27. Personal Safety and Security: ICT-based carePositive“ageing in place” → improving personal safety and security is fundamental principle of ICT-based care28, 14, 21, 29, 30Fall detection and lifestyle monitoring services improve feelings of safety17Pendant alarm servicesreassurance22Video monitoring services ensures personal safety at home 31Telehealthhigh ratings of “feeling safe in daily life”32MonAMI servicesimproved sense of safely and security in termsFallingintrusion in the homeprotecting their belongingmaintaining their privacy16“[DoorVue] appears to have frightened away two young males who used to frequent the building on weekends and at night.” Sweden, female, aged 86

28. Personal Safety and Security: ICT-based careNegative“Big Brother is watching”Impinge sense of person freedom32, 33, 34, 35, 36, 28, 15, 14, 24Video-monitoring equipmentSense of intrusiveness31Email consultation serviceConcerns about level of privacy3824-hour monitoring serviceslack of privacyfear of crime and maleficence when sending data to non-medical staff37“An application which tells [patients] that their heart is racing can be useful. But what do [care practitioners] do with [the vital sign information]?” Telehealth commissioner

29. Social Involvement and participation: Mainstream ICTPositiveInternet, mobile phones, Skype, email:Maintain relationships with friends and familyGain social support39, 6, 40, 4, 41, 26, 42, 43, 25, 44, 10, 45, 29Improve inter-generational relationships46, 42 Reducing loneliness4, 47, 40“I’ve got a lot of nephews and nieces who are scattered throughout the world. I know I can write to them but if I email them then it is done instantly. [Email] is invaluable in being able to contact my relatives.” M2, aged 83

30. Social Involvement and participation Mainstream ICT: NegativeMinority use ICT to keep in contact with familyReluctant users → contact grandchildren48Ø significant relationship between:Internet, email and contact with family and friends8“+ve” correlationTime on internet and social and family loneliness 45“-ve” associationhigh internet use and well-being49(meta-analysis)Reinforces existing relationships, Ø expands social networks: Ø use email to make new friends, rely on traditional, safer (non-ICT) methods42Using internet to communicate with new people ↑ loneliness45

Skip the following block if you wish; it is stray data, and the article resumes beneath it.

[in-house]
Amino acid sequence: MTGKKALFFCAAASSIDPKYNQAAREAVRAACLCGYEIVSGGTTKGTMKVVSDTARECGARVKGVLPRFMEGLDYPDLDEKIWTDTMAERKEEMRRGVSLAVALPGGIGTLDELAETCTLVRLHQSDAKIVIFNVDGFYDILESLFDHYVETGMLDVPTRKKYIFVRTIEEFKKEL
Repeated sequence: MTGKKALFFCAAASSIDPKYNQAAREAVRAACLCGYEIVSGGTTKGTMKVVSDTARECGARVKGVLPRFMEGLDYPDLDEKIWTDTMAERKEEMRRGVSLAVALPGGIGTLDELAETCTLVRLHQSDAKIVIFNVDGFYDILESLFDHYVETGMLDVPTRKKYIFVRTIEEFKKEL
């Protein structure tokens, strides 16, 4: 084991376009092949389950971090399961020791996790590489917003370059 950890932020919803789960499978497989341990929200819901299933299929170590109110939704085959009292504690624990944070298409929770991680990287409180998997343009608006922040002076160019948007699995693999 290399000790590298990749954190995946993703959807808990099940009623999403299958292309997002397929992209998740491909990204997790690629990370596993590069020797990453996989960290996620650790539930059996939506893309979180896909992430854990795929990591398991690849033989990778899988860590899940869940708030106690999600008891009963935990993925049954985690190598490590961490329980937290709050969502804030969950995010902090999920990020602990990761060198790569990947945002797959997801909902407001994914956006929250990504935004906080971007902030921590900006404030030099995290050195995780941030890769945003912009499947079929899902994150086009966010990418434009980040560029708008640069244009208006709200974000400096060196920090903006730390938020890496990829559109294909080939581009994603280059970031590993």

31. “It could make you quite lonely and isolated. I know people who don’t communicate with people in any other way. Face to face contact is very important.” W2, aged 75

32. Social Involvement and participation: ICT-based care Positive***Limited evidence***Face-to-face patient/GP appointments improved with electronic patient records (n=11)50TelecareSlight improvement in social functioning (SF-36) at follow-up compared to baseline17 MonAMI Remote alarm and monitoring services:Helpful in terms of speaking to people and receiving visitors16

33. Social Involvement and participation ICT-based care: NegativeConcerns of losing the “human touch”51, 32, 44, 36, 15, 14, 38, 52, 31, 22↑ false alarms, conviviality calls14 Promoting independence and cost savings↓ pursuit of human contact and social involvement54Complement NOT replace traditional services20:“Telecare doesn’t provide any personal care to the individual. It is not going to replace any human contact care.” Programme manager

34. Occupation: Mainstream ICTPositiveStrong evidence “+ve” effect on ability to work, leisure, hobbies and information activities55, 26, 44, 10, 21, 7, 5Internet usersLeadership roles in social and community club/organisations8Significantly more likely to be members of political, relationship, environmental, tenant and resident associations/groups4Email usersVolunteering activities9, 56Computer usersSignificantly more likely to join community organisations, do volunteer work57

35. Quite a few people [who come to the Age UK centre] use [the Internet] to look at their family history.” W4, aged 68

36. Occupation: Mainstream ICTNegativeMinority of older people who use ICT for leisure activities (at time of publication)55, 58, 7, 59 Update needed…***Little evidence identified***

37. Occupation: ICT-based carePositiveSeeking health and medical informationOnline health information helpful Gaining knowledge about illness, treatment and therapies26One study (n=2/4 participants):“+ve” effect on leisure activitiesNegativeLiterature focuses on barriers to online health searches:Level of health literacyLevel of ICT-literacyAccessibility of websites***Little evidence identified***